Susitna Salmon Center to Host Grand Opening and Community Art Project

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Artist Katherine England with part of the salmon totem project that will be unveiled at the Susitna Salmon Center on Wednesday. -

Artist Katherine England with part of the salmon totem project that will be unveiled at the Susitna Salmon Center on Wednesday. -

On Wednesday, the Susitna Salmon Center in Downtown Talkeetna is celebrating its grand opening with fish-themed art and education, and they’re giving the community a chance to pitch in on a special art project.  KTNA’s Phillip Manning visited the Susitna Salmon Center on Tuesday, and has this report:

Audio from radio KTNA:  20140722SalmonCtr

One of the things the Susitna River is known for is its salmon.  All five species can be found in the river, and sport fishing is common when state regulations allow.  This week marks the grand opening of the Susitna Salmon Center in Talkeetna.  The Center is on First Street near the ballfield in downtown.  The building contains an art gallery with works by Alaskans as well as an education center.  As part of its grand opening, the Susitna Salmon Center is unveiling a special piece of artwork dedicated to the river’s famous fish.  It’s a six-foot salmon totem with each species represented by a sculpture mosaic.

Katherine England of California put the project together.  She has done a number of projects for non-profits in the past, and says that this was an opportunity for her to not only create a unique, locally themed piece, but to learn more about the subject matter as well.

“I didn’t even know there were five different kinds of salmon, so I had to learn about size, how many fins, how the back moves.  So, we sculpted them exactly as they are.  Having said that, we did take a lot of freedom with patterns and coloring, so we added our own bit of fun.”

Fun is a good descriptor for some of the colors.  One salmon, which Katherine England calls “Princess Banana Pants,” is full of bright, vibrant colors that would be at home on a tropical fish.   Katherine’s daughter, Brontë Nelson, helped out on the project, and is responsible for that particular fish’s colorful look.

“The shape, I think, are pretty accurate.  The colors, we just kind of decided to do our own thing, like salmon from another planet.  Mine looks like a Quinceañera fish.”

In addition to the totem, Katherine England says the community is invited to help out with another piece that will become part of the permanent collection.  It will be set up at the Susitna Salmon Center on Wednesday.

“We’ll be set up there from 10:00 to 3:00.  Anybody walking by, visitors, other people, can add glass, and it will end up as a final piece kind of advertising the Center.”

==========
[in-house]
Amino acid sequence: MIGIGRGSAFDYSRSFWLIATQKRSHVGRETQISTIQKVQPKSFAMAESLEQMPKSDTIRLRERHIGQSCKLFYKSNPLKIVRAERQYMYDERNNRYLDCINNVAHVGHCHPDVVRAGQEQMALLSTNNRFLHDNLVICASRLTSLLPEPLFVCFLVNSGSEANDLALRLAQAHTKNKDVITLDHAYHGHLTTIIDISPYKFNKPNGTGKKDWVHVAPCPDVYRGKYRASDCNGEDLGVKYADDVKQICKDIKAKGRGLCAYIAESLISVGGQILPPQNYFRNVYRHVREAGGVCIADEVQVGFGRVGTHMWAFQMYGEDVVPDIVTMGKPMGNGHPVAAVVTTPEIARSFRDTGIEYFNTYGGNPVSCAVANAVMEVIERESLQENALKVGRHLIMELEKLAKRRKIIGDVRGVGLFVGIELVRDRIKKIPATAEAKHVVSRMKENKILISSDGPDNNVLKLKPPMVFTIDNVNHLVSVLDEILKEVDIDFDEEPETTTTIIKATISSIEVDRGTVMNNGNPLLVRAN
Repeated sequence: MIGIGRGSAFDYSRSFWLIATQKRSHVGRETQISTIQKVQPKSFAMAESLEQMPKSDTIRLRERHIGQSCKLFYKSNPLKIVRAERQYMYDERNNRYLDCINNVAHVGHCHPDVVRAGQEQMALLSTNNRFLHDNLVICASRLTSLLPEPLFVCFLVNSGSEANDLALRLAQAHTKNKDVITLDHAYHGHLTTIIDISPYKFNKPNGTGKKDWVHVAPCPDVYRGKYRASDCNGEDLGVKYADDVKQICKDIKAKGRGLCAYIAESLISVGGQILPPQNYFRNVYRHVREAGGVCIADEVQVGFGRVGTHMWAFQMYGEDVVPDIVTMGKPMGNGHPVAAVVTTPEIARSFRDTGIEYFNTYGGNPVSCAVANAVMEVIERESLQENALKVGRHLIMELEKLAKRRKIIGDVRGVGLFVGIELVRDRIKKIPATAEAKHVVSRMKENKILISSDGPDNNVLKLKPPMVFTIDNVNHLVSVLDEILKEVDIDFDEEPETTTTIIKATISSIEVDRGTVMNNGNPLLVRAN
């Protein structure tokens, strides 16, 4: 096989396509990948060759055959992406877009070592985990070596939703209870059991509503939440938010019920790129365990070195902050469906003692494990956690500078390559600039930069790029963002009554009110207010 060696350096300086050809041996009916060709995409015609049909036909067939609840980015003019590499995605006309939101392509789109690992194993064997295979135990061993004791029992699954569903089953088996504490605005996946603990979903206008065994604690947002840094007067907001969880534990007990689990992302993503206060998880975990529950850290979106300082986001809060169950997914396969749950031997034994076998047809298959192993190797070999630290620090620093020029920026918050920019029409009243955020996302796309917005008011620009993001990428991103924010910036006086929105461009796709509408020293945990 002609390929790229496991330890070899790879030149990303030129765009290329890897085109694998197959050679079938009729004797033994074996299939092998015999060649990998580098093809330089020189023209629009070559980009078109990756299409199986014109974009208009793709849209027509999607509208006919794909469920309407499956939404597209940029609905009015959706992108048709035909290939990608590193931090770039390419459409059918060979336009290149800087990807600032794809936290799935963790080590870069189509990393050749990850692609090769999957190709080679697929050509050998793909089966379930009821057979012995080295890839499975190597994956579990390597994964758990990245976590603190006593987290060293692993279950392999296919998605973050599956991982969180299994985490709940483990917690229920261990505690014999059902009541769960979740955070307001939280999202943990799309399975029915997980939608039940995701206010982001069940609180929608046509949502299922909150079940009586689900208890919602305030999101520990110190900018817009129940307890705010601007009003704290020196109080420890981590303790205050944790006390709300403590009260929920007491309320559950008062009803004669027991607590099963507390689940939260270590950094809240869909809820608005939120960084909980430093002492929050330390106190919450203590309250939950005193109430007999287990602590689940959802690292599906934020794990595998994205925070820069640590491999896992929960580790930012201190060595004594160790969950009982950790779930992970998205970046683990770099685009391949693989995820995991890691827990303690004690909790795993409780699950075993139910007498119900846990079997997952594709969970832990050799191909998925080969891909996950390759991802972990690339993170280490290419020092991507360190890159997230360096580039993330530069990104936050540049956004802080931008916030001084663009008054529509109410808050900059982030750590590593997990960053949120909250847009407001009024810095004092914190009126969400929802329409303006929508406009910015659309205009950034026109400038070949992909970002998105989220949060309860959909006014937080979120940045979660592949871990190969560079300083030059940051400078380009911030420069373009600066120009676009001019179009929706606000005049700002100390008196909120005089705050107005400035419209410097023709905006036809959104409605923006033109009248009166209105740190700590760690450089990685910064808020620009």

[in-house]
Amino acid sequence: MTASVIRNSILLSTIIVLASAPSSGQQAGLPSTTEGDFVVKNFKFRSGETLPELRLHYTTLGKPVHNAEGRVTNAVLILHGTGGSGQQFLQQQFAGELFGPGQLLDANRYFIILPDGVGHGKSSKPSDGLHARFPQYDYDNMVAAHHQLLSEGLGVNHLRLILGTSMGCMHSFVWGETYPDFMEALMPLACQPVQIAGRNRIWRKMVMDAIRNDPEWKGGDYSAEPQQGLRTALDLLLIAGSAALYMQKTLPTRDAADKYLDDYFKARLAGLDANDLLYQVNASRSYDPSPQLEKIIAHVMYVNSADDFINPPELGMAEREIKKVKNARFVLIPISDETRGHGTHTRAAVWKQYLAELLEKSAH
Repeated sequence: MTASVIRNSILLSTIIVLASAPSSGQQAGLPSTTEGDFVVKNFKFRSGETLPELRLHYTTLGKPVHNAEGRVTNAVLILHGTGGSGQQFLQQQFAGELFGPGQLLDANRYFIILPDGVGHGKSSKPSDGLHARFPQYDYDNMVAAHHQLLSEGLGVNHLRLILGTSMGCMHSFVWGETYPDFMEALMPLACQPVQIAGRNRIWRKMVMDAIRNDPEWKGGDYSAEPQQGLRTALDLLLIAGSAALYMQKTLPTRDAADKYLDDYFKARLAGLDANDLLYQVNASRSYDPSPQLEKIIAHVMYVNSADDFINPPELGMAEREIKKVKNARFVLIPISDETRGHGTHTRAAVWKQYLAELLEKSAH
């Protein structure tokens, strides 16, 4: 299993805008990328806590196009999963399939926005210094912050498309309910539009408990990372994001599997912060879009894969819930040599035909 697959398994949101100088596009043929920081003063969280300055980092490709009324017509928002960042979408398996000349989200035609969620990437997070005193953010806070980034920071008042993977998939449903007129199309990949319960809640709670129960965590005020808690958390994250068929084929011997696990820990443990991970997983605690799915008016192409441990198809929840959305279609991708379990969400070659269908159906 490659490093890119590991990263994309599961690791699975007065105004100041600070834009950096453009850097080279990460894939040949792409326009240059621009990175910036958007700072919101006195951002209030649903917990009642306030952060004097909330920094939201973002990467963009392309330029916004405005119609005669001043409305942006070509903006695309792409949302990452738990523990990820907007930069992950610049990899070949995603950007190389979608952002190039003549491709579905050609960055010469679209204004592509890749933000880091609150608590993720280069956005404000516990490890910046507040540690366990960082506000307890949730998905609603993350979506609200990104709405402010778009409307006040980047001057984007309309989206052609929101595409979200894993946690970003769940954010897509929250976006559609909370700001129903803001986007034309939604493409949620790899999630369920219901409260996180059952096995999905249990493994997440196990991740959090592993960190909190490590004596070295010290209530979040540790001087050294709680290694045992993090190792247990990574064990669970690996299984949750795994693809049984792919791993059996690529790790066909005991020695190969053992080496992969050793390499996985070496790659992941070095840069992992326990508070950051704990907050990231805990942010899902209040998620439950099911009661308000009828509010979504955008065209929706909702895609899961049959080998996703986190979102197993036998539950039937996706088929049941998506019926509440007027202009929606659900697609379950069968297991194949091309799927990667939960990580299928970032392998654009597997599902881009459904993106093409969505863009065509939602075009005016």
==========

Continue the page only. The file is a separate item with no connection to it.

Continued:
Katherine England says that people are welcome to add one or two pieces to the mosaic, but warns that it can become addictive.  After the community mosaic creation, there will be a ribbon-cutting at the Susitna Salmon Center.

After I spoke with Katherine England, I took a look inside the Center, guided by Amelia Root.  We started in the gallery on the first floor.

“All this artwork is for sale.  With the exception of three artists…all the artists are Alaskan.  It’s all salmon-focused, for the most part.  We’re trying to celebrate the kind of community that lives off the salmon, and it’s amazing how many artists we have in Alaska.  I was blown away.”

The sale of the artwork and merchandise benefits the Susitna Salmon Center’s education program, as well as the Aquatic Restoration and Research Institute.  There are plush salmon, paintings, and household items all themed around salmon.  Upstairs, the building houses an education center.  Amelia Root says education about salmon is a big reason the Center was founded by biologists Jeff and Gay Davis.

“Our goal is to focus, not only on the social implication of the salmon, as we have downstairs, with the art and the importance that salmon have to both the Native and resident cultures here, but we really want to educate people on the science of the salmon, their habitat, what they eat, how the live, the whole nine yards of it.”

There is a small room where educational videos are shown, a rack with children’s books about fish, and tanks with live specimens.  Amelia Root says the live fish are another valuable education tool.

“We have salmon; we have a lot of resident fish, as well. We have permits to trap and keep the fish, so we’re really lucky that we can have these up here.  They’re a great way–not a lot of people understand that there are juvenile salmon in the river at all times, so it’s a great way to see baby salmon.”

The education center is still a work in progress.  While Amelia and I were speaking, another employee was adjusting the pump in one tank, and bringing more art upstairs for the walls.  Still, there is already some interesting material to see.  Among the videos shown in the education center are “Damnation” and “Running the Gauntlet,” both of which deal with the impact of dams in the Lower 48.  Amelia says that the Susitna Salmon Center and the Aquatic Restoration and Research Institute do not take an official stance on the Susitna-Watana project because of ARRI’s involvement in reviewing research.

“ARRI has done some work with Fish and Game, reviewing the science behind the dam.  They’re trying to keep it neutral; they can’t be pro or against it, and they’re hoping the science wins out.”

The grand opening events for the Susitna Salmon Center start on Tuesday at 7:00 with a presentation by Katherine England at NSI, and continue Wednesday from 10:00 to 3:00 with the community mosaic.  After that will be the ribbon cutting and official grand opening.  More information is available by calling 733-FISH.

Article on KTNA website